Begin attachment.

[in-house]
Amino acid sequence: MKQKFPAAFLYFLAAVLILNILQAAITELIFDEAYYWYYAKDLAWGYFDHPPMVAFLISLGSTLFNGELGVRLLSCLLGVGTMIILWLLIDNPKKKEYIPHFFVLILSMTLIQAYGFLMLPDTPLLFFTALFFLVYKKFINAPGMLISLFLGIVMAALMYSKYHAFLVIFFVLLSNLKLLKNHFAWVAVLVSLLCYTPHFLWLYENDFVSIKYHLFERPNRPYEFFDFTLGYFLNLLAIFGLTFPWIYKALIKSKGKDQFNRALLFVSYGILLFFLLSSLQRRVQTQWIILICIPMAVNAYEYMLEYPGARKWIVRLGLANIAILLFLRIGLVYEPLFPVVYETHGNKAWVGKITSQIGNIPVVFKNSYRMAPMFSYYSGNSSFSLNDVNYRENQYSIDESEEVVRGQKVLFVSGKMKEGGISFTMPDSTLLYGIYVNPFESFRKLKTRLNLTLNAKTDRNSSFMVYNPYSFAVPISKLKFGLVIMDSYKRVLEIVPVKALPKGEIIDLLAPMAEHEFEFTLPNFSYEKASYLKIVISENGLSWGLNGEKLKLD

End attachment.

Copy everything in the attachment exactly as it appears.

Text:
[in-house]
Amino acid sequence: MKQKFPAAFLYFLAAVLILNILQAAITELIFDEAYYWYYAKDLAWGYFDHPPMVAFLISLGSTLFNGELGVRLLSCLLGVGTMIILWLLIDNPKKKEYIPHFFVLILSMTLIQAYGFLMLPDTPLLFFTALFFLVYKKFINAPGMLISLFLGIVMAALMYSKYHAFLVIFFVLLSNLKLLKNHFAWVAVLVSLLCYTPHFLWLYENDFVSIKYHLFERPNRPYEFFDFTLGYFLNLLAIFGLTFPWIYKALIKSKGKDQFNRALLFVSYGILLFFLLSSLQRRVQTQWIILICIPMAVNAYEYMLEYPGARKWIVRLGLANIAILLFLRIGLVYEPLFPVVYETHGNKAWVGKITSQIGNIPVVFKNSYRMAPMFSYYSGNSSFSLNDVNYRENQYSIDESEEVVRGQKVLFVSGKMKEGGISFTMPDSTLLYGIYVNPFESFRKLKTRLNLTLNAKTDRNSSFMVYNPYSFAVPISKLKFGLVIMDSYKRVLEIVPVKALPKGEIIDLLAPMAEHEFEFTLPNFSYEKASYLKIVISENGLSWGLNGEKLKLD